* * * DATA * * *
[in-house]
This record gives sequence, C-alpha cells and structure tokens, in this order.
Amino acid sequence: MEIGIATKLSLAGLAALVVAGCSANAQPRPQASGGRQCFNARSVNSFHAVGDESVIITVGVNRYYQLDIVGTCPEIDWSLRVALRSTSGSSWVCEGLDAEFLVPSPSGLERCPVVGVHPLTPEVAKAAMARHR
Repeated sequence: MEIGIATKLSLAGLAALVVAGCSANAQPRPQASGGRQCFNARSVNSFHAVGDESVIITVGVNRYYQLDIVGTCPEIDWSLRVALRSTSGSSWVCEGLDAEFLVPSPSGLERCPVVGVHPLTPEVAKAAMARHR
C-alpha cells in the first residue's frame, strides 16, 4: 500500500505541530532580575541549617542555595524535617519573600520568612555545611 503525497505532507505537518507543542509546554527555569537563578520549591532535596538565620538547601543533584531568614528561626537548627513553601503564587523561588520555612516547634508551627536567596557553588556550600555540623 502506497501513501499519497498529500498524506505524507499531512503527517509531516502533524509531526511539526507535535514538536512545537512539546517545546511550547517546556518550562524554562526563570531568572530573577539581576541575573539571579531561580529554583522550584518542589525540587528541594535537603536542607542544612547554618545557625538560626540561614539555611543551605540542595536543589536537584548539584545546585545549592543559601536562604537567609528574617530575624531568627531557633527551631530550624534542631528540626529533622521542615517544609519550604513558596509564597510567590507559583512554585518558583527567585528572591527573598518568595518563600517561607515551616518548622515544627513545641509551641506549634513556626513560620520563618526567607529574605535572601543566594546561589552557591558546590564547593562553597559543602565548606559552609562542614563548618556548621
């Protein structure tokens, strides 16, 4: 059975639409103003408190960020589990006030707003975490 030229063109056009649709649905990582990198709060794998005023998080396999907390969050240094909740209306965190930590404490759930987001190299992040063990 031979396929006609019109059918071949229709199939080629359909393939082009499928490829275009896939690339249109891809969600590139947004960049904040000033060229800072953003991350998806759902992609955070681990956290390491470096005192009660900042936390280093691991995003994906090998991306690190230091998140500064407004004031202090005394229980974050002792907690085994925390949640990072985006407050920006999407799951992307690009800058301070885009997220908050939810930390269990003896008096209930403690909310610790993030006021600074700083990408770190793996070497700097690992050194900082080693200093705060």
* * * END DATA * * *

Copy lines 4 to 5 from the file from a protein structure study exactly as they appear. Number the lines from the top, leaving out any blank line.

Repeated sequence: MEIGIATKLSLAGLAALVVAGCSANAQPRPQASGGRQCFNARSVNSFHAVGDESVIITVGVNRYYQLDIVGTCPEIDWSLRVALRSTSGSSWVCEGLDAEFLVPSPSGLERCPVVGVHPLTPEVAKAAMARHR
C-alpha cells in the first residue's frame, strides 16, 4: 500500500505541530532580575541549617542555595524535617519573600520568612555545611 503525497505532507505537518507543542509546554527555569537563578520549591532535596538565620538547601543533584531568614528561626537548627513553601503564587523561588520555612516547634508551627536567596557553588556550600555540623 502506497501513501499519497498529500498524506505524507499531512503527517509531516502533524509531526511539526507535535514538536512545537512539546517545546511550547517546556518550562524554562526563570531568572530573577539581576541575573539571579531561580529554583522550584518542589525540587528541594535537603536542607542544612547554618545557625538560626540561614539555611543551605540542595536543589536537584548539584545546585545549592543559601536562604537567609528574617530575624531568627531557633527551631530550624534542631528540626529533622521542615517544609519550604513558596509564597510567590507559583512554585518558583527567585528572591527573598518568595518563600517561607515551616518548622515544627513545641509551641506549634513556626513560620520563618526567607529574605535572601543566594546561589552557591558546590564547593562553597559543602565548606559552609562542614563548618556548621